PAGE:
When an entrepreneur starts a new franchise system they rarely consider the situation of a franchisee leaving their system. In fact many of my clients who run established and successful franchised businesses are often inadequately prepared for how a franchisee should exit the system.
Attention is often focused on recruitment, sourcing and selection of new franchise units that will grow the network. After all most of us find the business of growth more exciting than the prickly issue of franchisee departure.
However, the natural “attrition” or departure of franchisees is a constant in all franchise systems. For a wide variety of reasons you can always be sure that at some time a franchisee is going to leave your system. So what happens next?
The Common Approach… “It’ll Be Alright”
Many franchisors pretty much ignore the problem, by putting their head in the sand and hoping it will all work out. Under this approach you leave the departing franchisee, often working in conjunction with a business broker, to find your new franchisee. You might provide them a list of parties that have expressed interest in obtaining a franchise, and you might have a final interview as part of your vetting process. But this is a high risk strategy.
A departing franchisee isn’t the best placed to be finding your next high performing franchisee. The reality is that you and your departing franchisee do not have an alignment of interests during this process. They will be focused on maximising the value they receive from the transaction i.e. the sale of their business, while your best interests are served by ensuring the business is sold to the best candidate that will generate consistently high performance. The best candidate for you, will not necessarily be the one that has the most money and is willing to pay the departing franchisee the highest multiple.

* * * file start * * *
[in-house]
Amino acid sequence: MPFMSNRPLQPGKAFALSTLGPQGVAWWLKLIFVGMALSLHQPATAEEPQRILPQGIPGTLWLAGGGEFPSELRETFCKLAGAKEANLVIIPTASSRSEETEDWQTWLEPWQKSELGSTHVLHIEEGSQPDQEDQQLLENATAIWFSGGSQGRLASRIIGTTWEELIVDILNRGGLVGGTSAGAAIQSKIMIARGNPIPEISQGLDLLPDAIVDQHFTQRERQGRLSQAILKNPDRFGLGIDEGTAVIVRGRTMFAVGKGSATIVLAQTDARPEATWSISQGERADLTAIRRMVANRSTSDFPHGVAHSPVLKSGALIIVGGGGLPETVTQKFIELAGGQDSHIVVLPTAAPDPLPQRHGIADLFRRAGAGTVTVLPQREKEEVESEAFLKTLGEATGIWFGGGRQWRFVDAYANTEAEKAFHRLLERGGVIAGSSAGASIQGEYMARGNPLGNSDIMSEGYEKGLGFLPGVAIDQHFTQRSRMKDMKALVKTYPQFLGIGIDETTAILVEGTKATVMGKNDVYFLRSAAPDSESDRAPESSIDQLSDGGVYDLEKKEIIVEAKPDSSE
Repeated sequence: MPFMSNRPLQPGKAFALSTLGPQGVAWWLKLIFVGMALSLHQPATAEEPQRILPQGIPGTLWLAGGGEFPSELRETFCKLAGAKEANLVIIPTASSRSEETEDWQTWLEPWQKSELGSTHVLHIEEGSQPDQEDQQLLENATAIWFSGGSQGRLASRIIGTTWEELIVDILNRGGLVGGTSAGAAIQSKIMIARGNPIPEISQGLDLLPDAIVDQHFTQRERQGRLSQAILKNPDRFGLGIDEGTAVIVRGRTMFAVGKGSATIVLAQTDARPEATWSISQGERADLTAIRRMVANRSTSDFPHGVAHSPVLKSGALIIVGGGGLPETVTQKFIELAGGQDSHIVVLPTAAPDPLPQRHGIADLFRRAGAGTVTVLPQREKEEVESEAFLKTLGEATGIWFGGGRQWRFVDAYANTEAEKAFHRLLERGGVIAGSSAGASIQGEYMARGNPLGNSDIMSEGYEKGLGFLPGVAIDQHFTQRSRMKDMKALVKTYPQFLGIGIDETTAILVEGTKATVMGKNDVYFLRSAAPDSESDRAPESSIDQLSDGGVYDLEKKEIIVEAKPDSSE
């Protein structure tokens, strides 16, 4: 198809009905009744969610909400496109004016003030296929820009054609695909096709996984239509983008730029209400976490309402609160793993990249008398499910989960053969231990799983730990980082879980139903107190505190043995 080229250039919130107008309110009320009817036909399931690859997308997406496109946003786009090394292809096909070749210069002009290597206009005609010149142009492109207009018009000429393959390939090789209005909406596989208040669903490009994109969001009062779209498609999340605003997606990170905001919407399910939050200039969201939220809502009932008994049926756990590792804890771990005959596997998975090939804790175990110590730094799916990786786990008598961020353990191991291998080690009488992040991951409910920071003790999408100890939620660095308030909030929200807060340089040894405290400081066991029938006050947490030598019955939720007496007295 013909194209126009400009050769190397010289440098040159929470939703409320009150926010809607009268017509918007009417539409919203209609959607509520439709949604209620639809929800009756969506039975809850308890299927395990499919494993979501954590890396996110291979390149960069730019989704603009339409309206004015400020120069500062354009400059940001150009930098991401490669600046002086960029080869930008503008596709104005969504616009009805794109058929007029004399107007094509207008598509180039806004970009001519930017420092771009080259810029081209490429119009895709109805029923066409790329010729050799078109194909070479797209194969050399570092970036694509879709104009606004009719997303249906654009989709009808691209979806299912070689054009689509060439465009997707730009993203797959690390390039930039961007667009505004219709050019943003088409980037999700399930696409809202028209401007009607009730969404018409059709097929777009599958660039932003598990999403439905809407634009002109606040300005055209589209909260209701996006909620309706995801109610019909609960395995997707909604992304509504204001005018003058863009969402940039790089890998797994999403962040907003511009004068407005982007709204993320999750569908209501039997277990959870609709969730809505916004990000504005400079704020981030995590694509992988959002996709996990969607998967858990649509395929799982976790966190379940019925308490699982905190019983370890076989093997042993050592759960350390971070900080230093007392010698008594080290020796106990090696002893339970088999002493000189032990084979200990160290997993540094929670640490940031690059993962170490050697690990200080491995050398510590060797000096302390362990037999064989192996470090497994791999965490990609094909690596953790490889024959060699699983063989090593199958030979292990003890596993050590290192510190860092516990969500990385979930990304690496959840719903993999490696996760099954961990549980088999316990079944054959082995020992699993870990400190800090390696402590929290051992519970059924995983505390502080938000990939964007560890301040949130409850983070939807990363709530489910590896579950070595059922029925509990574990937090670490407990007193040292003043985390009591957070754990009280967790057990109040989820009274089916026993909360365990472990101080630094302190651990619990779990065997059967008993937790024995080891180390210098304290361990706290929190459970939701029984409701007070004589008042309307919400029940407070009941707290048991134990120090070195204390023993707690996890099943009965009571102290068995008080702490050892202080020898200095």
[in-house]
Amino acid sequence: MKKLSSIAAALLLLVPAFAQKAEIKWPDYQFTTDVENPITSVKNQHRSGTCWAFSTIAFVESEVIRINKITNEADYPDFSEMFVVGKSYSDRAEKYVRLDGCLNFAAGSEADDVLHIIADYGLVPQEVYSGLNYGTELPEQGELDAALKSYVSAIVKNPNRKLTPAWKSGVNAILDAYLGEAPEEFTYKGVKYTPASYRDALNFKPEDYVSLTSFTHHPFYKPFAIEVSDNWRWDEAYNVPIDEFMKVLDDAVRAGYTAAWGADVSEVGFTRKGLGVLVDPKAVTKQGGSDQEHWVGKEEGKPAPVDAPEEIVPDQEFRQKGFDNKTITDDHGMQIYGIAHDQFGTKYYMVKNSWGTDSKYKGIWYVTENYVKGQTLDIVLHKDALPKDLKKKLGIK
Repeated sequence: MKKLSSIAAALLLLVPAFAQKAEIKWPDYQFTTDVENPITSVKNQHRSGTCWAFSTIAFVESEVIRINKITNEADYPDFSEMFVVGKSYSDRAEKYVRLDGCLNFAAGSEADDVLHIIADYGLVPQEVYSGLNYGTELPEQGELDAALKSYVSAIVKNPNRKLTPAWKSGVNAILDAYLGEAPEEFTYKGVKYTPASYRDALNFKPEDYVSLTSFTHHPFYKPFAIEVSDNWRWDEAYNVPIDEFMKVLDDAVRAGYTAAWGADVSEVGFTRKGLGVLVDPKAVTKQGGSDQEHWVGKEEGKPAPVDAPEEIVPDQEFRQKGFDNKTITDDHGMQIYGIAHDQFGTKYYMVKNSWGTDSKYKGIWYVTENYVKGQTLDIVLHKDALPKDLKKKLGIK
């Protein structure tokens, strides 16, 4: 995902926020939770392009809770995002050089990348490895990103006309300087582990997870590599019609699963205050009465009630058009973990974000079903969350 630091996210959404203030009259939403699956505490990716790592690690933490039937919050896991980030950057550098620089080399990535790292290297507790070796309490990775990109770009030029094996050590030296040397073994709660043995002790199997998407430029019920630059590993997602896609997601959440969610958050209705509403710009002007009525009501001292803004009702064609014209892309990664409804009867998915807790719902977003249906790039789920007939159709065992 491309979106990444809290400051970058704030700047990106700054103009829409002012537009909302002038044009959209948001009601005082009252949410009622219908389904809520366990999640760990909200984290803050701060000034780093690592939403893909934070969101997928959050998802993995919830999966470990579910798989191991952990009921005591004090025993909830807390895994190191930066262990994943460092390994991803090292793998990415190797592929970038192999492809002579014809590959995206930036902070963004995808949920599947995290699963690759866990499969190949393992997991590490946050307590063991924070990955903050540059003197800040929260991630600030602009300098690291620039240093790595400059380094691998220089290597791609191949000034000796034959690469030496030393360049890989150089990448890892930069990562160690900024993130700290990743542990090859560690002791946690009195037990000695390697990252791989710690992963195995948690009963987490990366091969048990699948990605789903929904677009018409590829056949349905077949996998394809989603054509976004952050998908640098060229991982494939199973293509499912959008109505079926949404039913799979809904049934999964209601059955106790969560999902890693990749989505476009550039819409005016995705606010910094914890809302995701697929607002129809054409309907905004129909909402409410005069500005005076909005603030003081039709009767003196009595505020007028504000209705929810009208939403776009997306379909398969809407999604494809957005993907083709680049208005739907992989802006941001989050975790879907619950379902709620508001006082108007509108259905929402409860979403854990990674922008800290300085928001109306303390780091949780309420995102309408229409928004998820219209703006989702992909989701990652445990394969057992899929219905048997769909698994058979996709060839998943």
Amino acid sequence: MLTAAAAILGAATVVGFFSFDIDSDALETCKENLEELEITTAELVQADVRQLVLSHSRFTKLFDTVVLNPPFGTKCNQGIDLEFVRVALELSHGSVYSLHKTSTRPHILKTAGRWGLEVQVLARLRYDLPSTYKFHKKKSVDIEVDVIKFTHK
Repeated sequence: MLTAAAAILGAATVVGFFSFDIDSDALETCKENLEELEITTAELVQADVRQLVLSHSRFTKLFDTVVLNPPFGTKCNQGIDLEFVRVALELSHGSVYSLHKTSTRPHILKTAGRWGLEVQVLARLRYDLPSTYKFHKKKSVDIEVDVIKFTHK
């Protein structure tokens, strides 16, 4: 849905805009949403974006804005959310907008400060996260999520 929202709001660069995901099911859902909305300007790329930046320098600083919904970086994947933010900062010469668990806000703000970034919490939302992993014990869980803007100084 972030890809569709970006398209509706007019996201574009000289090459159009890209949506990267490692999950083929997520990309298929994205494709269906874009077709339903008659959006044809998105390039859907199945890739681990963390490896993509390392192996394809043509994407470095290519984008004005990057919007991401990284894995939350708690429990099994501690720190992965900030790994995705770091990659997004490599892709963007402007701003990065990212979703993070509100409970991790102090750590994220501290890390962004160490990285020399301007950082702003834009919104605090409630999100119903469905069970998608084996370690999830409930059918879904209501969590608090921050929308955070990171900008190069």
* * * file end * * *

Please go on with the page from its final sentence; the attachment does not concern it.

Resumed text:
The Preferred Approach
So how should you manage the process to ensure a happy ending and a more successful beginning with the new franchisee?
Firstly, it’s about having standards and a process.
Secondly, it’s about setting and managing expectations.
Finally, it’s about implementation and management.
Let’s have a look at them one at a time.
Firstly, set your minimum standards, define the standards clearly and state how they will be measured. While you don’t need to be very detailed or 100% transparent, it’s wise to include more than a simple statement like “must meet current recruitment standards”. For example what do you expect of them financially or what previous experience is required? Next ensure you have a documented process for succession. And that your involvement as the franchisor begins at the start of that process. At the very least you should be made aware that the franchisee is considering departing, this way you get involved early and follow the important next step…
Many franchisee departures become difficult because the departing franchisee’s expectations weren’t managed early enough. Get involved early, communicate your minimum standards, and inform them of the process. The earlier the better. Also inform them about realistic time frames, many franchisees have unrealistic expectations of how rapidly the process can be completed, this turns ugly when they perceive you’re hindering their exit from the business by requiring minimum standards and due process.
Lastly, make sure you follow your process and implement your standards. I’m constantly surprised by the number of organisations that develop great processes and then don’t follow them. Sure, you can cut the occasional corner, or speed it up, but always ensure you meet your standards, as they’re there to protect you.
The Best Approach
Of course the easiest way to set standards and measure them objectively is to make mandatory the use of The FranchiZe Profile for all new franchisees. With clear scores across the seven critical dimensions to franchisee success, you set your own cut off points or performance hurdles. You will have an objective measure, supporting your decision with years of independent third party research. Immediately your discussions with the departing franchisee just became a whole lot easier.